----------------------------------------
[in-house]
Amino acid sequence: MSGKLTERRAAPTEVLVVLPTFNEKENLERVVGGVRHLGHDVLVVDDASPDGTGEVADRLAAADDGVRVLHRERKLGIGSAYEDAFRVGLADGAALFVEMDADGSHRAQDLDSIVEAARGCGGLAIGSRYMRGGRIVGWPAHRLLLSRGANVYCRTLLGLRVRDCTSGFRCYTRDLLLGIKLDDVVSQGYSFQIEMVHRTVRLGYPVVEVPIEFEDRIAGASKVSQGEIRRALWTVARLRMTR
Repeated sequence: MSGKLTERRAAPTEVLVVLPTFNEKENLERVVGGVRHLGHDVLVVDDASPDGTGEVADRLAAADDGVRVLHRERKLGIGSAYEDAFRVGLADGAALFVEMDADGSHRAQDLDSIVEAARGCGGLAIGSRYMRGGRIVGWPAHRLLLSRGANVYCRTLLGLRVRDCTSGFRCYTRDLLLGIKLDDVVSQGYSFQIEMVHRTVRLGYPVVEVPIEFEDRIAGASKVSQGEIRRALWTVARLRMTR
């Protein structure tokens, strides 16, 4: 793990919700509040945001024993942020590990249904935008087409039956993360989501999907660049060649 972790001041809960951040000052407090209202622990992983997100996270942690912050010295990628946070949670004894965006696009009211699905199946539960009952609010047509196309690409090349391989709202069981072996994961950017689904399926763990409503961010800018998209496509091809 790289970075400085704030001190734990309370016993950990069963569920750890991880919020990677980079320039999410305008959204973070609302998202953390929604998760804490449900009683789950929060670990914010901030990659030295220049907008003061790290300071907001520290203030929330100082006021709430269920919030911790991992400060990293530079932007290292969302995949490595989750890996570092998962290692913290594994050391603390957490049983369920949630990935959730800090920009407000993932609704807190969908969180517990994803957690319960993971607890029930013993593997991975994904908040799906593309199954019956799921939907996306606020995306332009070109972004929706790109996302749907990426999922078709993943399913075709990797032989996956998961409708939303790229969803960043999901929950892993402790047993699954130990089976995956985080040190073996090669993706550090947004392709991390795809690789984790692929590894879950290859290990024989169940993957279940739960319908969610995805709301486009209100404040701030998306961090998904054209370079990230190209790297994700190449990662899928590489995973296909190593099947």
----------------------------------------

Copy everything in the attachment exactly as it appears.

[in-house]
Amino acid sequence: MSGKLTERRAAPTEVLVVLPTFNEKENLERVVGGVRHLGHDVLVVDDASPDGTGEVADRLAAADDGVRVLHRERKLGIGSAYEDAFRVGLADGAALFVEMDADGSHRAQDLDSIVEAARGCGGLAIGSRYMRGGRIVGWPAHRLLLSRGANVYCRTLLGLRVRDCTSGFRCYTRDLLLGIKLDDVVSQGYSFQIEMVHRTVRLGYPVVEVPIEFEDRIAGASKVSQGEIRRALWTVARLRMTR
Repeated sequence: MSGKLTERRAAPTEVLVVLPTFNEKENLERVVGGVRHLGHDVLVVDDASPDGTGEVADRLAAADDGVRVLHRERKLGIGSAYEDAFRVGLADGAALFVEMDADGSHRAQDLDSIVEAARGCGGLAIGSRYMRGGRIVGWPAHRLLLSRGANVYCRTLLGLRVRDCTSGFRCYTRDLLLGIKLDDVVSQGYSFQIEMVHRTVRLGYPVVEVPIEFEDRIAGASKVSQGEIRRALWTVARLRMTR
């Protein structure tokens, strides 16, 4: 793990919700509040945001024993942020590990249904935008087409039956993360989501999907660049060649 972790001041809960951040000052407090209202622990992983997100996270942690912050010295990628946070949670004894965006696009009211699905199946539960009952609010047509196309690409090349391989709202069981072996994961950017689904399926763990409503961010800018998209496509091809 790289970075400085704030001190734990309370016993950990069963569920750890991880919020990677980079320039999410305008959204973070609302998202953390929604998760804490449900009683789950929060670990914010901030990659030295220049907008003061790290300071907001520290203030929330100082006021709430269920919030911790991992400060990293530079932007290292969302995949490595989750890996570092998962290692913290594994050391603390957490049983369920949630990935959730800090920009407000993932609704807190969908969180517990994803957690319960993971607890029930013993593997991975994904908040799906593309199954019956799921939907996306606020995306332009070109972004929706790109996302749907990426999922078709993943399913075709990797032989996956998961409708939303790229969803960043999901929950892993402790047993699954130990089976995956985080040190073996090669993706550090947004392709991390795809690789984790692929590894879950290859290990024989169940993957279940739960319908969610995805709301486009209100404040701030998306961090998904054209370079990230190209790297994700190449990662899928590489995973296909190593099947």